Praise the right things

It should come as no surprise that studies consistently link self-esteem and happiness. Our children cannot live without each other. It’s something we know intuitively and it turns many of us into overzealous cheerleaders.

The danger of commendation, if this is the only kind of praise a child hears, is that he or she thinks they have to perform at their best to get your approval. The child may then become afraid that if this fails, he or she will fall off the pedestal and his or her parents will no longer love him or her.

The antidote, however, is not to withhold your praise, but to turn it around. Therefore, praise the effort rather than the result. In other words, praise the creativity, the hard work, the persistence it takes to achieve something, more than the achievement itself.

The aim of this is to cultivate a kind of ‘growth mindset’ in your child. Or the belief that more than by innate talent, people can achieve something through hard work and practice

Give real responsibilities

According to Murray, happiness also largely depends on feeling that what we do matters and is valued by others. Without this feeling, we fear being excluded from the group.

In other words, people have an innate need to be needed. So the more you can let your child know from an early age that he or she makes a unique contribution to the family. The greater his or her self-esteem and happiness will be.

For example, if your three-year-old likes to organize things, give him or her the task of sorting the forks and spoons. As long as you recognize that he or she is contributing to the family, your child’s sense of belonging and trust will increase. These are two conditions for a lasting feeling of happiness.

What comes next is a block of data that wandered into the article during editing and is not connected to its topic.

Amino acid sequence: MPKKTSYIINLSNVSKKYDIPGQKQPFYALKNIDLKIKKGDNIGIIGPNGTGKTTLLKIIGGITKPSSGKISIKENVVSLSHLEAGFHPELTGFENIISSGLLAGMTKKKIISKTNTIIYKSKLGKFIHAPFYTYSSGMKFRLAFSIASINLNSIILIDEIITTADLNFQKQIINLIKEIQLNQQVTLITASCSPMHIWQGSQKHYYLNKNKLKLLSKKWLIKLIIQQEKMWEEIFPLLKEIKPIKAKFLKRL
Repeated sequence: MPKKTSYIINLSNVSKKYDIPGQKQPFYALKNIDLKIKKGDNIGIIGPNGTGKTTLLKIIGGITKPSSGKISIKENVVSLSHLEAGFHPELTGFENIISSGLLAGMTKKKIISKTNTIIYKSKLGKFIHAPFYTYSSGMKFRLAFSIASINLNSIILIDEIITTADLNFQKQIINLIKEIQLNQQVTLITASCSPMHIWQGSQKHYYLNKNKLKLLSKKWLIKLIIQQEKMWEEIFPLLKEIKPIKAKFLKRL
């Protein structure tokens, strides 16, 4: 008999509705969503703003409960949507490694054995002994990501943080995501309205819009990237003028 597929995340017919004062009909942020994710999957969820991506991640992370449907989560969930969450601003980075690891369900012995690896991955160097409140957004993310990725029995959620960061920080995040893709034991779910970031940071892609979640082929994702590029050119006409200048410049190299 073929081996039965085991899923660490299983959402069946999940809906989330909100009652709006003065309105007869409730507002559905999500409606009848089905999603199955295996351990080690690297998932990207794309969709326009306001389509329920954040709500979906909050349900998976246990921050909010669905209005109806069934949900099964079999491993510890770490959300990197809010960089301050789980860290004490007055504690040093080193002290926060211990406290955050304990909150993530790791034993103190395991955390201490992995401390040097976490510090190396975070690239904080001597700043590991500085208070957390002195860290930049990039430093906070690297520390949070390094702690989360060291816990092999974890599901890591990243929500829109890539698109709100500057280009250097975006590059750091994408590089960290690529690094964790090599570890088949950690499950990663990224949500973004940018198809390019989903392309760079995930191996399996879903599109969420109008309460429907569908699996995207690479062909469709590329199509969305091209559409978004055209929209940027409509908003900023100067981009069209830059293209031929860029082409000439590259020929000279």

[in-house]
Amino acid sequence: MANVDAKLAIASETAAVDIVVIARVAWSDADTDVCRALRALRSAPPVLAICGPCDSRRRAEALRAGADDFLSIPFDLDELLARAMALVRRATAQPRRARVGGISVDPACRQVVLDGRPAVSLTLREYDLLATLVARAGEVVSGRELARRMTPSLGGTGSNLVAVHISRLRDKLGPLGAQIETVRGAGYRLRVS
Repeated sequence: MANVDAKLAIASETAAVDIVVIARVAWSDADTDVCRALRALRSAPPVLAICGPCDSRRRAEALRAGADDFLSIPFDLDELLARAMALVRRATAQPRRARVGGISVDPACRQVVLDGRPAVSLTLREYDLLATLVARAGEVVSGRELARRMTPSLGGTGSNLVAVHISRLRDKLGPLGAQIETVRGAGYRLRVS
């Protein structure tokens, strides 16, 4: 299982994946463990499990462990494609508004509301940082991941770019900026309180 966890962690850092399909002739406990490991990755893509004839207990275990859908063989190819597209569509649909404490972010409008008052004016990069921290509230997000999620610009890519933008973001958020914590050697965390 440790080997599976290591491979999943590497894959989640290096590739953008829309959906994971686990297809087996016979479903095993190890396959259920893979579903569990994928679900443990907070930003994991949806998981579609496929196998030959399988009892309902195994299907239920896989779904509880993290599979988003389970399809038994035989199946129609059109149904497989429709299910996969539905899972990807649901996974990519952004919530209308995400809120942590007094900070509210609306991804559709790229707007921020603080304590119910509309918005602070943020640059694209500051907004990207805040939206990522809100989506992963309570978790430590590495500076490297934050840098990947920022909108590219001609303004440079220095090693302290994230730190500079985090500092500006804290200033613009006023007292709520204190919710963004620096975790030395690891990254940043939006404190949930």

Practice gratitude

In addition, many studies on happiness also consistently link feelings of gratitude to emotional well-being. An American study has shown that people who keep daily or weekly gratitude journals are a lot more optimistic. Plus also make more progress towards their goals and feel better about their life in general. For a child, keeping a journal may be unrealistic.

But one way to promote gratitude in children is to give each family member time to do this daily. For example, by saying out loud something he or she is grateful for before or during a meal. The most important thing is to make this a regular ritual. This is a habit that will promote all kinds of positive emotions and can actually lead to lasting happiness!

Material things make children happier than experiences!

Finally, research shows that, unlike adults, material things make children happier than experiences. So if you want to give your kids something, you might want to spend your money on toys from jvygadgets. Then a trip to a theme park or another experience.

Because a new study suggests that younger children are happier when they receive material gifts rather than experiential gifts. Just so you know!

Source: parents & cnbc